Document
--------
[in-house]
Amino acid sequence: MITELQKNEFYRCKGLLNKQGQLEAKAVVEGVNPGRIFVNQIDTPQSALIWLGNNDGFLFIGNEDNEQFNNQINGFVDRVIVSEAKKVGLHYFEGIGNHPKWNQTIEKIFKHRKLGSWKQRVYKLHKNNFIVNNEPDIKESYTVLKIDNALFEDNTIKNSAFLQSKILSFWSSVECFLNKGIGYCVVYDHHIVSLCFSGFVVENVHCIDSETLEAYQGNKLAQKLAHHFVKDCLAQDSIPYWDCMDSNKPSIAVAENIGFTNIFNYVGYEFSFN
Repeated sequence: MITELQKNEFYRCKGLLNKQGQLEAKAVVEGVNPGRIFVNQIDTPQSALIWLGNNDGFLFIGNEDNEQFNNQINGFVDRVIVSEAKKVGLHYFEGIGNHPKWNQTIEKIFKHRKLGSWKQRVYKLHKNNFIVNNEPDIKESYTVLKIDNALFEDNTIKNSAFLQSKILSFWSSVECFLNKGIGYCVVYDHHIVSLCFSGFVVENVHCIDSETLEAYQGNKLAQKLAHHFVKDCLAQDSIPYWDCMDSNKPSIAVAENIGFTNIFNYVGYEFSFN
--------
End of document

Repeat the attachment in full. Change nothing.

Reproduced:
[in-house]
Amino acid sequence: MITELQKNEFYRCKGLLNKQGQLEAKAVVEGVNPGRIFVNQIDTPQSALIWLGNNDGFLFIGNEDNEQFNNQINGFVDRVIVSEAKKVGLHYFEGIGNHPKWNQTIEKIFKHRKLGSWKQRVYKLHKNNFIVNNEPDIKESYTVLKIDNALFEDNTIKNSAFLQSKILSFWSSVECFLNKGIGYCVVYDHHIVSLCFSGFVVENVHCIDSETLEAYQGNKLAQKLAHHFVKDCLAQDSIPYWDCMDSNKPSIAVAENIGFTNIFNYVGYEFSFN
Repeated sequence: MITELQKNEFYRCKGLLNKQGQLEAKAVVEGVNPGRIFVNQIDTPQSALIWLGNNDGFLFIGNEDNEQFNNQINGFVDRVIVSEAKKVGLHYFEGIGNHPKWNQTIEKIFKHRKLGSWKQRVYKLHKNNFIVNNEPDIKESYTVLKIDNALFEDNTIKNSAFLQSKILSFWSSVECFLNKGIGYCVVYDHHIVSLCFSGFVVENVHCIDSETLEAYQGNKLAQKLAHHFVKDCLAQDSIPYWDCMDSNKPSIAVAENIGFTNIFNYVGYEFSFN